New equipment included an ADS-B beacon from uAvionix that enabled ATC and other aircraft to see me and a long aviation radio antenna – Mark Ingman’s Invention that was strung up the wing lines. Previously I had struggled with engine ignition system noise and so I hoped with the new insulation and an antenna positioned further away, my communications would be better. I also verified my MicroAvionics headset from Wisconsin Flight Sports worked. Testing included Flying around Tavis Airforce base and flying into Napa Airport Class D airspace and communicating with the towers effectively – an excellent range of 10 miles was achieved. Additionally, a strobe system from Hunter Strobes that had a HUGE BATTERY and could run up to 12 hours was added. These were essential to enhance safety especially since I would also be flying at night using the FAA Waiver I hoped to obtain.
Watch the video at the bottom of the page which shows all the equipment.
The weather was especially a concern for this trip. It was the middle of summer, the thermals would kick off early and it would get hot making evening flights tough. Once again I consulted with Coast to Coast Meteorologist Dave Wert who was able to provide some insight into the historic weather of previous years. This was helpful to set expectations, but it didn’t solve what the weather would be on the week I would go, and it wasn’t like I could shift my departure more than a couple of days given the target to arrive while AirVenture was underway. This created a dangerous external pressure that made this trip especially risky. I also wouldn’t have the benefit of Dave actively tracking my progress and providing updates before each flight.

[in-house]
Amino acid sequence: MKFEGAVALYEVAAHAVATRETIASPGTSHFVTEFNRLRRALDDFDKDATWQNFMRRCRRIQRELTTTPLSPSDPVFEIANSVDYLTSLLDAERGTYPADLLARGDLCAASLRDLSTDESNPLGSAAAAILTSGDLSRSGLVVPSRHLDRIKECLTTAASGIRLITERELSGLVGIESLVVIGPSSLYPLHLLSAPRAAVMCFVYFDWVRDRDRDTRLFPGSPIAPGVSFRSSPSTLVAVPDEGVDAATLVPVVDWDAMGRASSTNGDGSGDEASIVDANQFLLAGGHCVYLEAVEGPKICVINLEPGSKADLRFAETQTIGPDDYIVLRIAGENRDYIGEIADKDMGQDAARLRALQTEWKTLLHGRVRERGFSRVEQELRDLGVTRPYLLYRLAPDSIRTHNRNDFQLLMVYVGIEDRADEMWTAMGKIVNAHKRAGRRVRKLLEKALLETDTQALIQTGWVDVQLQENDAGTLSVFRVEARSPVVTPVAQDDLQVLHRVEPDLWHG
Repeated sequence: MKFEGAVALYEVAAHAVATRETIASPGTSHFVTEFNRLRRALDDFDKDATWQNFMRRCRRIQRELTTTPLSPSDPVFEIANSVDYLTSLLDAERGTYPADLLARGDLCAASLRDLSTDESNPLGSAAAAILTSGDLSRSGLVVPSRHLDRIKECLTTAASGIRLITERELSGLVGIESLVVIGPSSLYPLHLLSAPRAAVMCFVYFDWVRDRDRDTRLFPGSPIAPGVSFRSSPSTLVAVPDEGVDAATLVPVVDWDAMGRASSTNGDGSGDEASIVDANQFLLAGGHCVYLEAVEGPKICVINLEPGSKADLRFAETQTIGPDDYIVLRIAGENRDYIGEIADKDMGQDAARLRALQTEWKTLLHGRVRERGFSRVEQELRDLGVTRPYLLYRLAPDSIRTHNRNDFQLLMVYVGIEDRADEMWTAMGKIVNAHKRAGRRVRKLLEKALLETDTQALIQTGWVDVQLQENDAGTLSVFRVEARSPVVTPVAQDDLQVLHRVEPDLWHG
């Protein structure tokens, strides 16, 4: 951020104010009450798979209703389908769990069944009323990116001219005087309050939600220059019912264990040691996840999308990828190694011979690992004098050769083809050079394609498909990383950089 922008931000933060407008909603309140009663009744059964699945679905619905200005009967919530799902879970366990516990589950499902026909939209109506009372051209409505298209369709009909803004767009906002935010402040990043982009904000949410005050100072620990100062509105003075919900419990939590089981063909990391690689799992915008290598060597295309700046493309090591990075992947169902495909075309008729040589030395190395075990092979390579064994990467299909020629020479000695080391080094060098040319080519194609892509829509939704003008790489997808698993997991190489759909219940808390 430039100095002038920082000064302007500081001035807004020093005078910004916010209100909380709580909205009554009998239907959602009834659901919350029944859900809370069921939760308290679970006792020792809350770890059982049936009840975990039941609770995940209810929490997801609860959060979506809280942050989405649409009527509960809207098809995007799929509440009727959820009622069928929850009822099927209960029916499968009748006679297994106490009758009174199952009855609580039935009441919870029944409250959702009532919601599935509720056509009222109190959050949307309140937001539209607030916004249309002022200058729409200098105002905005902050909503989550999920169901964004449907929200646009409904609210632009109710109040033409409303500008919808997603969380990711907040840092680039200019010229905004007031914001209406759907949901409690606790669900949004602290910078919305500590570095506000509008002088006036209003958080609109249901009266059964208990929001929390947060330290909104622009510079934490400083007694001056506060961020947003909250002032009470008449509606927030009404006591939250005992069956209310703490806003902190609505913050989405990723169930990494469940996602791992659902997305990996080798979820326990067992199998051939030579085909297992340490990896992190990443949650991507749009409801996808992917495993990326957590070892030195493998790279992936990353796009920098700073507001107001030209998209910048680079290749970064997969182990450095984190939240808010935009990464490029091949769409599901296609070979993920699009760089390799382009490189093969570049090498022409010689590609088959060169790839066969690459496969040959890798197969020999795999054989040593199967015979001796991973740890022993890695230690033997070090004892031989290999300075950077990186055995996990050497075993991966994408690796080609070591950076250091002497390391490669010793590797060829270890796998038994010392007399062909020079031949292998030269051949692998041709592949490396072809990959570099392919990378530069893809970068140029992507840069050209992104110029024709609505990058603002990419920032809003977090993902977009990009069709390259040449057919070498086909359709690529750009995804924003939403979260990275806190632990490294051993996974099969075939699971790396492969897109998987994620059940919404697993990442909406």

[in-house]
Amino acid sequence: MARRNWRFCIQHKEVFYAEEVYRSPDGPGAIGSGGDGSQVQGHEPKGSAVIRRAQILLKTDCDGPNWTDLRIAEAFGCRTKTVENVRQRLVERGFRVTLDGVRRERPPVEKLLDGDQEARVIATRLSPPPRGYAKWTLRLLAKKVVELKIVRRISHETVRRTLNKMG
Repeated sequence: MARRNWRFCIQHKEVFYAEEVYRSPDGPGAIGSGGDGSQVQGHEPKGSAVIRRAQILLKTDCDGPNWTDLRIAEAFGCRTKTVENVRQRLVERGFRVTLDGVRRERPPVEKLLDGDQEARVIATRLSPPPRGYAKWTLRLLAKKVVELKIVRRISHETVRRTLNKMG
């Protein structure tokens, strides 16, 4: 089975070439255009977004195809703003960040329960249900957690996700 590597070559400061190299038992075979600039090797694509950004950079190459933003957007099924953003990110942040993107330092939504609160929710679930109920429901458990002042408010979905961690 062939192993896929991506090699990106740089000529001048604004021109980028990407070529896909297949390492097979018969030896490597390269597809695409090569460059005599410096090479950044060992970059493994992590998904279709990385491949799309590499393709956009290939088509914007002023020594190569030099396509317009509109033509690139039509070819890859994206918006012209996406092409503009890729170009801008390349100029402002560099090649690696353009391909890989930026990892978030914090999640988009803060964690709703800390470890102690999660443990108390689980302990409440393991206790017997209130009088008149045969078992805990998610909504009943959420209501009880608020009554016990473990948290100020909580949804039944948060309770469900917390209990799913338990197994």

Fortunately, as the week before my departure approached the weather looked like it would shape up, but I would still need to catch and ride the wave if I were to get those tailwinds.
Success would require long days —at least 6-8 hours of flying per day, doing at least 40 mph to make mileage of 300+ miles, and a planned final destination for each day. That’s a tall order when your fuel range is 3 hours and your glider typically does about 32-37 mph. That’s only part of the story when you consider the preparation each morning before flights, the turnaround time between flights, and the unflyable time between the morning and afternoon when it’s too thermic. Each day was estimated to run 18-20 hours so you had to get your sleep partially at night and partially in the afternoon which made for an added level of fatigue. If that wasn’t enough several of the flights would either take off or require landing at night and the moon cycle wasn’t perfect either—that would have required leaving several days earlier which wasn’t going to happen.
The plan was to leave Sonoma on July 18th, and hopefully arrive at Oshkosh on July 25th. The first 4 days were going to be critical, or more specifically, days 1, 3, and 4. The first day required a night flight from Sonoma immediately followed by a flight to get over Lake Tahoe mountains and then still make it to Winnamacca that night where I would sleep. Day 3 would involve getting over the Utah mountains and day 4 involved the majority of the high-altitude launches. I would definitely need some tailwinds to make it in 6-7 days.
The anticipated daily stops are as follows;
- Gnoss Field – Winnamacca
- Winnnamacca – Salt Lake City
- Salt Lake City – Lamie (Most difficult day – high altitude launches 7000 MSL)
- Lamie – Lee Bird Regional Airport
- North Platte – Sioux City
- Sioux City – La Crosse Regional Airport
- La Crosse – Oshkosh
Ready to Go
All the planning, training, and preparation had gone well. I was feeling prepared and strong although I wished I had trained a little harder. The FAA Waiver had been received just a day before which was a big relief. Everyone could monitor my progress with the Live Tracker. Greg Anthony Harris and Ray Pearce would keep an eye out online and would know what to do if something happened and arrangements were made for a myriad of logistical steps. READY TO GO!